Engage in dialogues with business partners and stakeholders to uncover key performance indicators (KPIs) that guide decisions. Identify metrics that reflect growth, customer satisfaction, or market dominance.

In my course, “Accelerate Your Product Design Career” I utilise the viability balance scorecard framework. This visual tool assists designers and stakeholders in aligning with company goals effectively.

3. Connecting your designs with business objectives.

With a shared understanding of the company's key objectives, the task at hand is to identify key design objectives that can translate design metrics into tangible business accomplishments.

If you look at this familiar Venn diagram  

Venn Diagram: Intersection between Business, Design & Tech in one diagram and Viability, Desirability & Feasibility in the other diagram

Our core responsibility is to create “desirability” for the product. So what defines “desirable”? If you ask 10 different designers, they'd probably give you 10 sets of different answers, some might include design jargons like: 

The design is accessible

Frictionless user flows” 

Easy to navigate Information Architecture

While all of these are valid, they can be perplexing and seem subjective to non-designers. They might doubt whether these concepts can be trusted for decision-making. Although these tools are effective in design thinking, they may not directly demonstrate how enhancing user experience contributes to business objectives.

So how do we fix this problem?

Enter desirability mapping—a framework that aligns design initiatives with desirability using four core perspectives. This simplifies matters for business partners and offers a clear approach.

desirability mapping—a framework that aligns design initiatives with desirability using four core perspectives. This simplifies matters for business partners and offers a clear approach.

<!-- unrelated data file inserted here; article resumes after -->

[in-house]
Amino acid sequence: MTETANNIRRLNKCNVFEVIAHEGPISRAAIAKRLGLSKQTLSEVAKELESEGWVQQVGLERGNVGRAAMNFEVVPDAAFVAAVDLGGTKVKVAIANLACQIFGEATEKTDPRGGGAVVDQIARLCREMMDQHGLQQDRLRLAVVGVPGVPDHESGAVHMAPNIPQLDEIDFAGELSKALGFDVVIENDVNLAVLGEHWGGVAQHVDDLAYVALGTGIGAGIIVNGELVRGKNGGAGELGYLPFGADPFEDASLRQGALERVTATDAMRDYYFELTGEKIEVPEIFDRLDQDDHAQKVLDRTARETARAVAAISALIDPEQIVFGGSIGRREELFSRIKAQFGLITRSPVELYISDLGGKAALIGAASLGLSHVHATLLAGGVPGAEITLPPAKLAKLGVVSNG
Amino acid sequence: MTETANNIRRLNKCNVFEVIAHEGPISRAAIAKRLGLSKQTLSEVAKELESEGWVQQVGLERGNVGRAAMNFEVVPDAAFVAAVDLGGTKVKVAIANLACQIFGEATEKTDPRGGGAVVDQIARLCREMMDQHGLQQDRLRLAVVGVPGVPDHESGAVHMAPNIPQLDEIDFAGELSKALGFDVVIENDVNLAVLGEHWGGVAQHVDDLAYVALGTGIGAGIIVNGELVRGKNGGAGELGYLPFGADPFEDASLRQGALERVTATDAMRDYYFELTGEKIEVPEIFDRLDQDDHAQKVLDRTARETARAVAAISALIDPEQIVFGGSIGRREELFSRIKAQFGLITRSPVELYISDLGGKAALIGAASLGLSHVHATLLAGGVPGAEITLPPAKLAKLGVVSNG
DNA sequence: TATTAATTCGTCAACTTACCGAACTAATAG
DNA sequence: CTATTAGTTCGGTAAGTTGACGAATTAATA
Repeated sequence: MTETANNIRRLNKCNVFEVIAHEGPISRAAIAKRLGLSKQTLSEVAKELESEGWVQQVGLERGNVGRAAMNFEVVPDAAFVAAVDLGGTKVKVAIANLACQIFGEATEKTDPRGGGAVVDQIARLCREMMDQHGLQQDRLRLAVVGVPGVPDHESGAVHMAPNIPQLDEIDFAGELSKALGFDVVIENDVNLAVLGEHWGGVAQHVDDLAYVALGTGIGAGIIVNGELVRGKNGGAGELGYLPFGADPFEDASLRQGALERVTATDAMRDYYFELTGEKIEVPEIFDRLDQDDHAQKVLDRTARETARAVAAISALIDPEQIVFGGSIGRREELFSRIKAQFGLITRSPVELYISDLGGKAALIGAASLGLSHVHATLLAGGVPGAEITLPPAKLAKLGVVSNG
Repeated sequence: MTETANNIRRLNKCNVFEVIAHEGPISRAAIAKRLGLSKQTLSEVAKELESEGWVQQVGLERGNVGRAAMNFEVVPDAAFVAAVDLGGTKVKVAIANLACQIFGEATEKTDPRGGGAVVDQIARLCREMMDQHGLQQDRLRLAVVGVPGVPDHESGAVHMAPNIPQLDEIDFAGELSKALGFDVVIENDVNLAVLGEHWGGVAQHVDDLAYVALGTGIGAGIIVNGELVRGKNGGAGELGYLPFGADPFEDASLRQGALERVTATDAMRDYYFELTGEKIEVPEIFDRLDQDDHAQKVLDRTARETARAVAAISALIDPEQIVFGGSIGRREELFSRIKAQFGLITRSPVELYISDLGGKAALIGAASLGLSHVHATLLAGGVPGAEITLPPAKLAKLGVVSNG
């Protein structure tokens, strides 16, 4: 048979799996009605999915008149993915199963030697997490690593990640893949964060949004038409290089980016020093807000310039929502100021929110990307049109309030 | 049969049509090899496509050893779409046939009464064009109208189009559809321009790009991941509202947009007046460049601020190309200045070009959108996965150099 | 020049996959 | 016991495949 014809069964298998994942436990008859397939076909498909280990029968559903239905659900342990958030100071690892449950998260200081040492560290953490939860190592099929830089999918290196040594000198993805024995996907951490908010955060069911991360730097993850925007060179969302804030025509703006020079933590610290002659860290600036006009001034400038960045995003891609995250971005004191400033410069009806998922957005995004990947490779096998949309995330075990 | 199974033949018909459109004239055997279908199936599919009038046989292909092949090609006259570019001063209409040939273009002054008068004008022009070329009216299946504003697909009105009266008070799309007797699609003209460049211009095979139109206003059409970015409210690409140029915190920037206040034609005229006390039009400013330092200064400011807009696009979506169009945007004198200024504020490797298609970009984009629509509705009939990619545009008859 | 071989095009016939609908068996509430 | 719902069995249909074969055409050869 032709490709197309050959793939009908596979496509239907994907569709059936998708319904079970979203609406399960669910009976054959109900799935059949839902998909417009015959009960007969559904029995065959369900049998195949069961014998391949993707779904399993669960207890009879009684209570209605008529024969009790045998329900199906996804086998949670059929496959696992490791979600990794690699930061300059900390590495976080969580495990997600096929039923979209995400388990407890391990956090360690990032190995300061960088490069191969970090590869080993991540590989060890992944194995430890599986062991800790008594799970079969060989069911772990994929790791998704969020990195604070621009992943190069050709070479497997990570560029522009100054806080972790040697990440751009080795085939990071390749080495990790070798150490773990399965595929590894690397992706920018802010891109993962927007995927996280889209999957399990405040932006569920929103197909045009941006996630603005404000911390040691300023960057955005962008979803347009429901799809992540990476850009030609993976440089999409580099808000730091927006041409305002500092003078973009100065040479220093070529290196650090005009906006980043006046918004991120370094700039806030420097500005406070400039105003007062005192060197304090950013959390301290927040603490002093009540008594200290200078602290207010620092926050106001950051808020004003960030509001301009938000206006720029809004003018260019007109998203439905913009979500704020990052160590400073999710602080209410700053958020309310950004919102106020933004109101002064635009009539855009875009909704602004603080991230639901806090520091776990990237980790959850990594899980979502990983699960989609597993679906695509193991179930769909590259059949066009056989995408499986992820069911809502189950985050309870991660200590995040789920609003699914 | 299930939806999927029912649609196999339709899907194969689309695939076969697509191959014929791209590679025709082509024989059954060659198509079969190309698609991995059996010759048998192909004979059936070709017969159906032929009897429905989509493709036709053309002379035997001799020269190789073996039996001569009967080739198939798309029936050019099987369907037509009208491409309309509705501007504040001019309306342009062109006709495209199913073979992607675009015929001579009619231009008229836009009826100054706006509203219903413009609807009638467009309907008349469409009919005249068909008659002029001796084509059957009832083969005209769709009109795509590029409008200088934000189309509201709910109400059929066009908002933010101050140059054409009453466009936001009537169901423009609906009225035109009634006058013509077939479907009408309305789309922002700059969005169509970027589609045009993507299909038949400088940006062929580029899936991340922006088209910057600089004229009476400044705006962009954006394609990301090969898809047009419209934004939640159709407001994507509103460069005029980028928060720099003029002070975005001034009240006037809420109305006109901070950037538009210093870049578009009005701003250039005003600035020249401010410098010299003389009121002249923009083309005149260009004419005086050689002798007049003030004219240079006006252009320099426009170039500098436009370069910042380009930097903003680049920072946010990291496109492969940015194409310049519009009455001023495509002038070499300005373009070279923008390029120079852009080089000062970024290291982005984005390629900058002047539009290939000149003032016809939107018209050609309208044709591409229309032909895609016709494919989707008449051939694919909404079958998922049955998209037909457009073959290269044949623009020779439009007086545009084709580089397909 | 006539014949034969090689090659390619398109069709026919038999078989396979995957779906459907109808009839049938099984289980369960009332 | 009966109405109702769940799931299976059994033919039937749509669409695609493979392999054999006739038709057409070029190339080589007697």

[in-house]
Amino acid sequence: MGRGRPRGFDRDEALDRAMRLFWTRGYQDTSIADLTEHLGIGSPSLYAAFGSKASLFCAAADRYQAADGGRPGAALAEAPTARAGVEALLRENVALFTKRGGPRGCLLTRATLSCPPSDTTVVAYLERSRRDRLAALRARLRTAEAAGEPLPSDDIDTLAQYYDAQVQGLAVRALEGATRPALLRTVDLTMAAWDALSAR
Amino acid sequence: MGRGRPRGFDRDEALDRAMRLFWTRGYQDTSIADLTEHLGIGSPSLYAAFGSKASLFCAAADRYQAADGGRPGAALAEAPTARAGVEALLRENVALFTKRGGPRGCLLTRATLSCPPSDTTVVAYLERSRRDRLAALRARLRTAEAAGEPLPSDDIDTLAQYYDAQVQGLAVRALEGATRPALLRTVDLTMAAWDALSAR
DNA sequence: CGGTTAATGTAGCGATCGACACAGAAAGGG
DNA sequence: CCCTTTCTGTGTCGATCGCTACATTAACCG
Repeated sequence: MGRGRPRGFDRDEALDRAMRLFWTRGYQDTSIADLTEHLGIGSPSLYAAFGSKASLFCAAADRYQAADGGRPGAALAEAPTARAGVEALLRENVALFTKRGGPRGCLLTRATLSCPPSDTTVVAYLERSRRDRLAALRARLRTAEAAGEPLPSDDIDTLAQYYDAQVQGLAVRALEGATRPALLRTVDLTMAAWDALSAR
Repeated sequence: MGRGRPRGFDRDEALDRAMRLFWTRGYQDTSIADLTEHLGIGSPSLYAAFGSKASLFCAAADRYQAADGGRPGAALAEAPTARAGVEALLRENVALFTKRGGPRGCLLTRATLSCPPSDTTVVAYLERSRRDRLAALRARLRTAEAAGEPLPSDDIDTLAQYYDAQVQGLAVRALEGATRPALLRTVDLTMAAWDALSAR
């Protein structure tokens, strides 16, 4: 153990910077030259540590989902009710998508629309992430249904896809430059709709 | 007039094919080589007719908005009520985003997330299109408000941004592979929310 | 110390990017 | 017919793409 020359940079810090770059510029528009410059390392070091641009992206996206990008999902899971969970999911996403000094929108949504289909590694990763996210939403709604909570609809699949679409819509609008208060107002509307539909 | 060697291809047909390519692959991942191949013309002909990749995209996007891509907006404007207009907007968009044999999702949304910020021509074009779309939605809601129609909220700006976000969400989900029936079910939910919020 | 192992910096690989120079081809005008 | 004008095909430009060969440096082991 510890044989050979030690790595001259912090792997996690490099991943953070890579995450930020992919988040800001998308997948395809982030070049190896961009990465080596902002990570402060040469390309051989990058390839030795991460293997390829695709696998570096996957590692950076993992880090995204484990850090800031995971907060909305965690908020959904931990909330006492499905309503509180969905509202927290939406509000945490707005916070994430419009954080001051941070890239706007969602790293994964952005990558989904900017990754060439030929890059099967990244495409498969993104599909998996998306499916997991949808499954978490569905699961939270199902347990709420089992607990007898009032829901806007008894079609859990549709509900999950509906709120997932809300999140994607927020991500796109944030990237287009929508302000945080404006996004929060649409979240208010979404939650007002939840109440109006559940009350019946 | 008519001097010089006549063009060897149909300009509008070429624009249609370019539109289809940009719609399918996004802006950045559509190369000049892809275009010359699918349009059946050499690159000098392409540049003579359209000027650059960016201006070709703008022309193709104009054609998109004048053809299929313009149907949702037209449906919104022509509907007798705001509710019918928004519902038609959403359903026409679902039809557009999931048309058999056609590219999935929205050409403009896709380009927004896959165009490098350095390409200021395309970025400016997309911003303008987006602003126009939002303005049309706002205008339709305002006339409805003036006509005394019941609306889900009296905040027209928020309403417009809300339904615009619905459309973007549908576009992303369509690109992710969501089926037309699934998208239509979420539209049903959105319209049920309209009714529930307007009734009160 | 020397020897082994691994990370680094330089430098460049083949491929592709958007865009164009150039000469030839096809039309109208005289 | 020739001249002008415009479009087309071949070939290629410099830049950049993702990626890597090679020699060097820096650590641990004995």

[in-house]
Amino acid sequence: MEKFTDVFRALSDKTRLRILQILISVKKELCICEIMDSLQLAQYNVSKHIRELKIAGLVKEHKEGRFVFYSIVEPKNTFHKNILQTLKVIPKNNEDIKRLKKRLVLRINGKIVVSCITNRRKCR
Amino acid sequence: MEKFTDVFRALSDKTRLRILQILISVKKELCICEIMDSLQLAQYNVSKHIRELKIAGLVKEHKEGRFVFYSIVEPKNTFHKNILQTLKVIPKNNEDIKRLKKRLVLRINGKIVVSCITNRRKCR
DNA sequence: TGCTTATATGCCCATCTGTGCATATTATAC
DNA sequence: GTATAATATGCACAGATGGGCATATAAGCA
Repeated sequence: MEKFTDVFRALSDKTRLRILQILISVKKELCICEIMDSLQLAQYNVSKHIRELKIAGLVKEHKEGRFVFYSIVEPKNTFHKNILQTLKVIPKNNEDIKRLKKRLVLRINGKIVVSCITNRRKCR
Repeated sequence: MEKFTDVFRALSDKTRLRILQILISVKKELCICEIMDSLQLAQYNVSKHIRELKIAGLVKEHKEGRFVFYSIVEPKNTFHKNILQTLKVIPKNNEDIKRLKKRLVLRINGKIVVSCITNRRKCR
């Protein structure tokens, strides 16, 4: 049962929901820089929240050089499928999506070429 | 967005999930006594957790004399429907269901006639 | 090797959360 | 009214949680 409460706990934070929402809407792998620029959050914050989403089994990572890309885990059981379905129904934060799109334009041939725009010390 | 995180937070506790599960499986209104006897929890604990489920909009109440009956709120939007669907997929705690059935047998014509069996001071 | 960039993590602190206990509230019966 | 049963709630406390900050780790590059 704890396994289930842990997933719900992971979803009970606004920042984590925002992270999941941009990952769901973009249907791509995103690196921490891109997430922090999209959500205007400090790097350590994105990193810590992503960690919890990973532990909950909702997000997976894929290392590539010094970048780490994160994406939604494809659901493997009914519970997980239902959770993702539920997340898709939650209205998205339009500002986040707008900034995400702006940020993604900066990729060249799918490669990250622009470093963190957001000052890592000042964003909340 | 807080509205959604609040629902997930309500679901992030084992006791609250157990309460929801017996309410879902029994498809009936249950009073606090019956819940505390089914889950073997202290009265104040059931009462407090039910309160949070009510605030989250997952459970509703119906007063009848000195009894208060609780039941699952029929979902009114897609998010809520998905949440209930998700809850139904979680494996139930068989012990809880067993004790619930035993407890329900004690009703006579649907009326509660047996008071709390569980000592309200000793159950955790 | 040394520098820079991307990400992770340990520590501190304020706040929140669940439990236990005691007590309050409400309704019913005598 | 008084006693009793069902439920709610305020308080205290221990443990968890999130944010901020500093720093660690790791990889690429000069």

Desirability framework

Consider your company's annual objective of driving “Adoption.” Using this business goal as a foundation, navigate the desirability scoring framework. Work through key elements to determine how the team can foster “adoption.”

Starting from the top

  1. Host a workshop to explore “To drive adoptions, what are the things needed to be credible for the users to want to sign up/upgrade?” It could be safety, security
  2. Work your way down the list to the next perspective: “To drive credibility (safty, security… etc), what are the things that must create impact? It could be “a frictionless payment system, secure referral process)
  3. Apply the same process to identify key areas within each row that connects to the objective above
  4. Finally, establish connections between related items, ensuring they support the success of higher-business goals
This framework provides design teams and their business partners with clarity on where to focus their efforts to contribute to the company's overall success.

This framework provides design teams and their business partners with clarity on where to focus their efforts to contribute to the company's overall success.

Ultimately, aligning everyone in the business to a preliminary understanding of desirability: a discernible, usable, impactful, and credible customer experience.

I also incorporate this framework in my course, “Accelerate Your Product Design Career.” If you're interested in mastering this approach within your team, the course is an excellent opportunity to do so.

Learn the non-design skills that are essential to propel your product design career forward

Remember that the fusion of design brilliance and business acumen is an evolving journey. The mastery of a product designer lies in the ability to craft experiences that resonate with business objectives, contributing not just to aesthetics but also to strategic value.

Designers with the most success in our industry are business-aware.

If you're a junior, mid-weight designer, or even a lone designer in a startup environment, seeking to transcend conventional design confines and escape the feature production cycle, your desire to make a more significant impact is commendable. 

If you're unsure about how to go about it, I've developed the Accelerate Your Product Design Career” cohort-based course. This program addresses the gaps left by traditional UX courses, equipping you with adaptable knowledge, frameworks, and scripts gleaned from over a decade of my career. 

It's designed to empower you to influence design within your company, revolutionising your role as a designer.

Please note that this is a hands-on cohort-based course, accommodating only a handful of dedicated designers. With weekly live lessons, collaborative sessions, and bonus mentor calls, ideally suited for those dedicated to growth and transformation.

Space is limited to only 20 students per cohort. Apply to be in the next cohort: